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Encyclopedia > German New Guinea

German New Guinea (Ger. Deutsch-Neuguinea) was a German protectorate from 1884 to 1914, consisting of the northeastern part of New Guinea and several nearby island groups. German (called Deutsch in German; in German the term germanisch is equivalent to English Germanic), is a member of the western group of Germanic languages and is one of the worlds major languages. ... A protectorate is, in international law, a political entity (a sovereign state or a less developed native polity, such as a tribal chiefstainship or feudal princely state) that formally agrees (voluntarily or under pressure) by treaty to enter into an unequal relationship with another, stronger state, called the protector, which... 1884 (MDCCCLXXXIV) is a leap year starting on Tuesday (click on link to calendar) of the Gregorian calendar (or a leap year starting on Thursday of the 12-day-slower Julian calendar). ... 1914 (MCMXIV) was a common year starting on Thursday. ...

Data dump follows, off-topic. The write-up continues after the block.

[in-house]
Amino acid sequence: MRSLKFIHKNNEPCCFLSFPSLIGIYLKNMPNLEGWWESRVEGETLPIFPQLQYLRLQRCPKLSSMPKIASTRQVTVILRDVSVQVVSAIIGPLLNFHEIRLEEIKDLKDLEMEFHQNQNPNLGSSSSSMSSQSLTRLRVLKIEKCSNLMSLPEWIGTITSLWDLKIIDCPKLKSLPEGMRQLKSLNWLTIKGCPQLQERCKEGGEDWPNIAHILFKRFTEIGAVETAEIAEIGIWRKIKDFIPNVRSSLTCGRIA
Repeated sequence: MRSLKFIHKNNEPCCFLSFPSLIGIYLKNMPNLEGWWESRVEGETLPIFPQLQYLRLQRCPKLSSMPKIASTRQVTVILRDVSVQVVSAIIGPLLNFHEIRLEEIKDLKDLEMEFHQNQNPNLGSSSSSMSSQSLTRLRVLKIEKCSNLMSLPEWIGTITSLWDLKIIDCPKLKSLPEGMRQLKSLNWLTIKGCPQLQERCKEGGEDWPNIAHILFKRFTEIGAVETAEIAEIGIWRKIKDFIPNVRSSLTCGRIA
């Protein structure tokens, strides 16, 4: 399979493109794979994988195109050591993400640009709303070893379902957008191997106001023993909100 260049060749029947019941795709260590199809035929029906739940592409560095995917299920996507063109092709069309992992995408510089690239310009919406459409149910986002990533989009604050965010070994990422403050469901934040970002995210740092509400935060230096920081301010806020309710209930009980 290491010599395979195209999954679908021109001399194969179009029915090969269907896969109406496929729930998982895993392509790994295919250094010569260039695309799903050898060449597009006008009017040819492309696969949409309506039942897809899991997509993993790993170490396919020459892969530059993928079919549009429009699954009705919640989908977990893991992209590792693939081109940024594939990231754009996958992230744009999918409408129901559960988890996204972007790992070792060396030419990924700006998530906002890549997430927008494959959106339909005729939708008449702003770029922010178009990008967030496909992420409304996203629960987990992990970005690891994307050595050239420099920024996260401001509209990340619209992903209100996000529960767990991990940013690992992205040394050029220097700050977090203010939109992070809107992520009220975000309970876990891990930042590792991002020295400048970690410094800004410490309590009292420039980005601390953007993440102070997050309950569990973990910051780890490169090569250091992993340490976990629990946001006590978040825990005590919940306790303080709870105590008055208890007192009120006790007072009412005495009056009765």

The main part of German New Guinea was formed by Kaiser-Wilhelmsland, the northeastern part of New Guinea, at present part of Papua New Guinea. The islands in the Bismarck Archipelago situated east of Kaiser-Wilhelmsland and nowadays also belonging to Papua New Guinea, were also part of the protectorate. Kaiser-Wilhelmsland was the north-eastern part of New Guinea. ... The Bismarck Archipelago is a group of islands off the coast of New Guinea in the southwestern Pacific Ocean, named in honour of the German chancellor Otto von Bismarck and belonging to Papua New Guinea. ...


In addition most other German lands in the Pacific were part of German New Guinea: the German Solomon Islands (Buka, Bougainville and several smaller islands), the Carolines, Palau, the Marianas (except for Guam), the Marshall Islands and Nauru. The Solomon Islands is a nation in the South Pacific Ocean, east of Papua New Guinea and is part of the Commonwealth of Nations. ... Buka Island is the second largest island in the Papua New Guinean province of Bougainville. ... Location of North Solomons (Bougainville) Province in Papua New Guinea This article is about the island; Bougainville is also the name of a commune in the Somme département of France. ... The Caroline Islands should not be confused with Caroline Island, part of Kiribati (Southern Line Islands), also in the central Pacific. ... Mariana Islands (sometimes called The Marianas; up to the early 20th century sometimes called the Ladrone Islands) are a group of islands made up by the summits of 15 volcanic mountains in the Pacific Ocean. ...

Contents


History